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Archiver > GEN-MEDIEVAL > 2009-09 > 1252106818


From: Renia <>
Subject: Re: Society Of Genealogists (London)
Date: Sat, 05 Sep 2009 02:26:58 +0300
References: <e183b4c2-8540-4fca-9549-b0a4fc708b1b@37g2000yqm.googlegroups.com><h7rq2o$pm8$1@news.eternal-september.org><0e174747-0e9f-4391-8414-9da41b654945@q7g2000yqi.googlegroups.com><93ef4c91-0ad8-45ef-a6c8-d9edde900cb5@c37g2000yqi.googlegroups.com>
In-Reply-To: <93ef4c91-0ad8-45ef-a6c8-d9edde900cb5@c37g2000yqi.googlegroups.com>


binky wrote:
> Hey! Where'd everybody go? You guys know any alumni of the Society
> of Genealogists? Any "past members"? Probably just a mistake, right?


I've been a member of the Society of Genealogists for 25 years. It
houses the largest genealogical library in England, perhaps the UK and
was founded a century or more ago.

It has charitable status because it earns an income from its membership
and from any sales from its actual and online shops. The charitable
status means it pays less income tax in order to keep more funds in its
system which it can use to buy more books, primary sources, computers
and other reading machines.

All serious genealogists living in the UK should become members. The SoG
website can explain its holdings better than I can, but, briefly, the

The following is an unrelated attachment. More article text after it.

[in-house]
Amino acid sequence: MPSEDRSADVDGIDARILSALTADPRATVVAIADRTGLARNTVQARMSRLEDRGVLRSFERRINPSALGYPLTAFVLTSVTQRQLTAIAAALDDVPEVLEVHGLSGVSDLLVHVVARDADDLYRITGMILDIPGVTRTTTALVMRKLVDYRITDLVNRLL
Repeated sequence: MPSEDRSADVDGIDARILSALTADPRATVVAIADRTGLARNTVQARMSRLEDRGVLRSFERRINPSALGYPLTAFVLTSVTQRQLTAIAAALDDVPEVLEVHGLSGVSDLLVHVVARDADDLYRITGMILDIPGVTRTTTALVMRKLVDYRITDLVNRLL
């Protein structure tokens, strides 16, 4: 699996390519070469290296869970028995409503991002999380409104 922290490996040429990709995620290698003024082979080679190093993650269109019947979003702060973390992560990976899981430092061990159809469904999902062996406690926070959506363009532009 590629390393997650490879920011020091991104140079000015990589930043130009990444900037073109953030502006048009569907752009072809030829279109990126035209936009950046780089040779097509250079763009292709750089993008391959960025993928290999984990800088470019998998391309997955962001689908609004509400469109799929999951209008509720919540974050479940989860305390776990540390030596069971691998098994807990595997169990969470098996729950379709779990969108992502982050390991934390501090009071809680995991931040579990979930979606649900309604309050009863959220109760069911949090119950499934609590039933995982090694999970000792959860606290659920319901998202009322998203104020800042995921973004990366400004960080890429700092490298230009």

Middle Library is divided into countries spanning the globe, and then,
for the UK, by county. It holds parish registers, publications by the
Catholic Society, Surtees, and others.

The Upper Library holds publications such as The Army List, Gentleman's
Magazine, Crockfords, school and university alumni, and pedigree books.

The basement houses a lecture room and kitchen, but also what I call
"The Boxes". These are individual pedigrees, handwritten notes, primary
documents, and the notes of amateur and professional genealogists
spanning the past hundred years. These papers are arranged by family
surname, and individually arranged by separate family within a surname.
So, the Smith boxes, will be full of different Smith family notes from a
variety of sources.

There are also some very old card indexes, which includes the work of
such indexers as Bernau, who indexed many of the old medieval records
from the Public Record Office. Ancestry.com now has much of this on its
own site, taken from the PRO references, not Bernau.

Some of the material from the Society is online but it is cheaper to
access if you are already a member. More will come online as it becomes
possible.

If you want to know what is available, both in the library itself and
online, then go to the Society's own weebsite:

http://www.sog.org.uk/index.shtml


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